That he held his student athletes to the same standards that he held himself. And if there's anything that you hear over and over again about this man, is that he is a person of integrity who lives by the highest standards and really tries to live an example to those he's instructing.

He's not only a good family man, but he's tried to induce a sense of family among his players to be firm but understanding, to try to hold them to high standards without embarrassing them in the process.

This is a very difficult job, maybe one of the most difficult jobs in the sporting area and yet there's a lot of rewards that go along with it as well. It's a high-profile position. It takes a person who knows himself well, who is not acceptably sensitive, who can speak straightforwardly, who is not trying to impress the masses, but simply do a good job.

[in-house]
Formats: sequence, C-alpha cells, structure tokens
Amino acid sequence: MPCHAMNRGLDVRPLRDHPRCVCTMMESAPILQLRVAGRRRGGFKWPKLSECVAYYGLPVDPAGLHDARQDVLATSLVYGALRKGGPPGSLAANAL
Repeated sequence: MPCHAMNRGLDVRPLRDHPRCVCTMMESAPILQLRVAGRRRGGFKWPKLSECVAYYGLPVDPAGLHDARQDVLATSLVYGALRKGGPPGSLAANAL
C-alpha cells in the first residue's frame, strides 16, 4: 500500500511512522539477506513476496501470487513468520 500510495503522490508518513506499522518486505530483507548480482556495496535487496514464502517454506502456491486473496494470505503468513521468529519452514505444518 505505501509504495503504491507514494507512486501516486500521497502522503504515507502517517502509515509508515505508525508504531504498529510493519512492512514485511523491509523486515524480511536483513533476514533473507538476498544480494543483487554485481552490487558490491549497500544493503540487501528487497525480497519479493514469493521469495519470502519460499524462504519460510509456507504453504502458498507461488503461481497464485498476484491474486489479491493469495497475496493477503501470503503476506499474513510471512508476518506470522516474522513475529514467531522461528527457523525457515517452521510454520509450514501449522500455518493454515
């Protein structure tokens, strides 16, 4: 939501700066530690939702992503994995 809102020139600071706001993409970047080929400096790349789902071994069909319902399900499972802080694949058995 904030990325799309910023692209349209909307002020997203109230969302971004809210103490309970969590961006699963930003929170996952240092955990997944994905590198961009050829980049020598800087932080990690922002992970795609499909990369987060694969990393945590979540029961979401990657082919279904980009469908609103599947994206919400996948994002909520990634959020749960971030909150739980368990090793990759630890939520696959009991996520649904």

We talked about all of that. I felt a great rapport and a great sense of confidence. I really believe, despite all the speculation, much of which was idle and uninformed, this process has resulted in the selection of an outstanding coach for Notre Dame, who knows that we have a high bar of excellence here, that he recognizes what it means to work within an outstanding academic institution, for a meaningful education is our first priority, that he's comfortable and excited about working in a religiously affiliated school, where we use God language regularly and meaningfully and in which we expect that one of the things that will happen to the young people entrusted to our care, is that they will grow in the life of faith as well.